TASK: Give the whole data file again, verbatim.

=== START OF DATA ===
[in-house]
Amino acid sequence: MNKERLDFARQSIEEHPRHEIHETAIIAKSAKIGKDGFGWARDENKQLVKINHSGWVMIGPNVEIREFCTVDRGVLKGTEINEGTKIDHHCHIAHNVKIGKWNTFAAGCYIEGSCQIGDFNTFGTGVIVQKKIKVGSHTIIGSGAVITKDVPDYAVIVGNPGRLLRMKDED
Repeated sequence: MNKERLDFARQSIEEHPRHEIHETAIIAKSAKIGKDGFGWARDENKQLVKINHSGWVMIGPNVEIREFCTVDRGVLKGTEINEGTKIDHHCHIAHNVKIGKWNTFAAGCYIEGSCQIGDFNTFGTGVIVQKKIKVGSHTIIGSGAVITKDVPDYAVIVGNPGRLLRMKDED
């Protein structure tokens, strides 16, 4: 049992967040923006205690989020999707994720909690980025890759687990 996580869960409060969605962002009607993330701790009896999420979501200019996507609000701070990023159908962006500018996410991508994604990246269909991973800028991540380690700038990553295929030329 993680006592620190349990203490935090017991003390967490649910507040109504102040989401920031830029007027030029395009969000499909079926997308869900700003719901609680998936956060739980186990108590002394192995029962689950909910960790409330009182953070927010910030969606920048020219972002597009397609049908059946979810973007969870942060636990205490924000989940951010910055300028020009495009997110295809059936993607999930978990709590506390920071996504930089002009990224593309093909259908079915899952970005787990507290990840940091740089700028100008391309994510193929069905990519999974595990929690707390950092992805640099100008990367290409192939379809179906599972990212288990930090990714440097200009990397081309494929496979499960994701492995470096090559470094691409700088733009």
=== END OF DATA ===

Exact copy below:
[in-house]
Amino acid sequence: MNKERLDFARQSIEEHPRHEIHETAIIAKSAKIGKDGFGWARDENKQLVKINHSGWVMIGPNVEIREFCTVDRGVLKGTEINEGTKIDHHCHIAHNVKIGKWNTFAAGCYIEGSCQIGDFNTFGTGVIVQKKIKVGSHTIIGSGAVITKDVPDYAVIVGNPGRLLRMKDED
Repeated sequence: MNKERLDFARQSIEEHPRHEIHETAIIAKSAKIGKDGFGWARDENKQLVKINHSGWVMIGPNVEIREFCTVDRGVLKGTEINEGTKIDHHCHIAHNVKIGKWNTFAAGCYIEGSCQIGDFNTFGTGVIVQKKIKVGSHTIIGSGAVITKDVPDYAVIVGNPGRLLRMKDED
């Protein structure tokens, strides 16, 4: 049992967040923006205690989020999707994720909690980025890759687990 996580869960409060969605962002009607993330701790009896999420979501200019996507609000701070990023159908962006500018996410991508994604990246269909991973800028991540380690700038990553295929030329 993680006592620190349990203490935090017991003390967490649910507040109504102040989401920031830029007027030029395009969000499909079926997308869900700003719901609680998936956060739980186990108590002394192995029962689950909910960790409330009182953070927010910030969606920048020219972002597009397609049908059946979810973007969870942060636990205490924000989940951010910055300028020009495009997110295809059936993607999930978990709590506390920071996504930089002009990224593309093909259908079915899952970005787990507290990840940091740089700028100008391309994510193929069905990519999974595990929690707390950092992805640099100008990367290409192939379809179906599972990212288990930090990714440097200009990397081309494929496979499960994701492995470096090559470094691409700088733009």